Maternal Mortality is a Racial Justice Issue: the Impact of Policy Packages and City Composition on Aggregate Level Maternal Mortality and Racial Disparities in Maternal Health Outcomes
thesisposted on 23.07.2021, 18:10 by Abigail L NawrockiAbigail L Nawrocki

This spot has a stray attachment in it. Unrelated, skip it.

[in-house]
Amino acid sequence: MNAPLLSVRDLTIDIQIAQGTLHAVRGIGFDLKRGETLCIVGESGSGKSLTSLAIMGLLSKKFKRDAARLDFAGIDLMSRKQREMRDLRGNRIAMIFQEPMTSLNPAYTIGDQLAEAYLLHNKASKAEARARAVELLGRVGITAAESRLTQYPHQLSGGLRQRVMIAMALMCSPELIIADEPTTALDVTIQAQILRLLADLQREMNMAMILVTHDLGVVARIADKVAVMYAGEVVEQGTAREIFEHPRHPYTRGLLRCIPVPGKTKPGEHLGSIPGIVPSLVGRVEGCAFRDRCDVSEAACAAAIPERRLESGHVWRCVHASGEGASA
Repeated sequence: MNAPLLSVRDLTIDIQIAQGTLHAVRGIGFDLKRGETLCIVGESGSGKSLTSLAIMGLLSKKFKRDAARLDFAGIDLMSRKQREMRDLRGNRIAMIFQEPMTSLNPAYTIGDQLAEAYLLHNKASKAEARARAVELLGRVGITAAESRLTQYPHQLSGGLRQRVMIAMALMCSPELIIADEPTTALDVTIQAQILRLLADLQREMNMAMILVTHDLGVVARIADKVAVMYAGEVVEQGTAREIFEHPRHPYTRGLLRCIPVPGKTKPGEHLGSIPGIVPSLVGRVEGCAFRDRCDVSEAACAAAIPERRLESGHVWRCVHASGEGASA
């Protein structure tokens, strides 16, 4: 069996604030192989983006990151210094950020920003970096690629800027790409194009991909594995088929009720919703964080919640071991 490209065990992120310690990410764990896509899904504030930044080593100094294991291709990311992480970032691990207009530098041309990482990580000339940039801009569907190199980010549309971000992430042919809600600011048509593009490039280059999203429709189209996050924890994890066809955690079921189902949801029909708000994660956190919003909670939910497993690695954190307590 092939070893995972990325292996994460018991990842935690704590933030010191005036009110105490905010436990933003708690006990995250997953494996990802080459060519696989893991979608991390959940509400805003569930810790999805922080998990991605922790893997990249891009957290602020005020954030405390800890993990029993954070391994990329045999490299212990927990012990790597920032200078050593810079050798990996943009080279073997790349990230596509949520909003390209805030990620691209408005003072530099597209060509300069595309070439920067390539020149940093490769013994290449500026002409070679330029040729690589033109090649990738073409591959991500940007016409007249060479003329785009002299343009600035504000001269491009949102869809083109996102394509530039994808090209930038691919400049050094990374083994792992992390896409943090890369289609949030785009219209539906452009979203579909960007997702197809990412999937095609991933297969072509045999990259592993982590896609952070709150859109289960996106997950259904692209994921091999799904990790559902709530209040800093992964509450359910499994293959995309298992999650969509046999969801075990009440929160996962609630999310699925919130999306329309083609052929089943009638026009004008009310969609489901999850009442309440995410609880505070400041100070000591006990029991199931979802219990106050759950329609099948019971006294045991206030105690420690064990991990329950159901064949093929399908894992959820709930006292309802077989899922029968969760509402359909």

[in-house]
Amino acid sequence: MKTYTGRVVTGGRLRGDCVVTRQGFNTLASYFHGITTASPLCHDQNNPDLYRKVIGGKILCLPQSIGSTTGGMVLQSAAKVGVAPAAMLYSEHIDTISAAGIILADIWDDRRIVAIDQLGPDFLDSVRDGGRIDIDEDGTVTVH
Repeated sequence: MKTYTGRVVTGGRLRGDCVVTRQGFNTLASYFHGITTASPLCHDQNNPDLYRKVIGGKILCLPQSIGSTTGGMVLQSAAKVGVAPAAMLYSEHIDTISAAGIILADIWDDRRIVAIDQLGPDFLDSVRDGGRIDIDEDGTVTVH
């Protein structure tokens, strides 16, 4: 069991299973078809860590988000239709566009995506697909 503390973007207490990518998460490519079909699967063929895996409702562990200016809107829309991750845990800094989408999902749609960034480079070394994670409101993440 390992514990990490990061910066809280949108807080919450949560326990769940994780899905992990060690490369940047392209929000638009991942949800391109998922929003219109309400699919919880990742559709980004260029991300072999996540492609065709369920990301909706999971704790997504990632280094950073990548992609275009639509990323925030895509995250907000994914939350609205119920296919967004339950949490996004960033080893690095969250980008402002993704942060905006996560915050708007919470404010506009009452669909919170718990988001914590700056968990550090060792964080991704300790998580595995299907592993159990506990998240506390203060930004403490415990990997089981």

In this dissertation, I aim to examine how policy packages focusing on improving reproductive conditions impact adverse maternal outcomes at the local level. I use the National Institute of Reproductive Health’s Local Reproductive Freedom Index (NIRH LRFI) to advance scholarship and policy advocacy on how policies included in that index may lessen the overall maternal mortality rate while also perhaps diminishing the disparity in maternal mortality between women of color and white women in 50 major U.S. cities. I argue that policy may be an effective—though under-studied—avenue for reducing the risk of maternal mortality because policies can be used to target specific social factors that research has demonstrated place individuals at higher risk of a negative outcome. However, these policy avenues usefully can be considered as interconnected policy packages rather than merely as single-policy interventions. Additionally, current research in this area suggests that there is a clear need for more research that combines SDH with policies aimed at improving health outcomes for reproducing individuals, particularly for communities of color (Creanga et al. 2015b; Kozhimannil, Vogelsang, and Hardeman 2015; Osypuk et al. 2015). As such, I situate maternal mortality, and specifically racial disparities in maternal mortality, among social determinants of health. Overall, I argue that to successfully decrease aggregate maternal mortality rates and lessen racial disparities in reproductive health, it is essential to center the experiences and needs of women of color and use a critical lens when evaluating measures assessing reproductive freedom.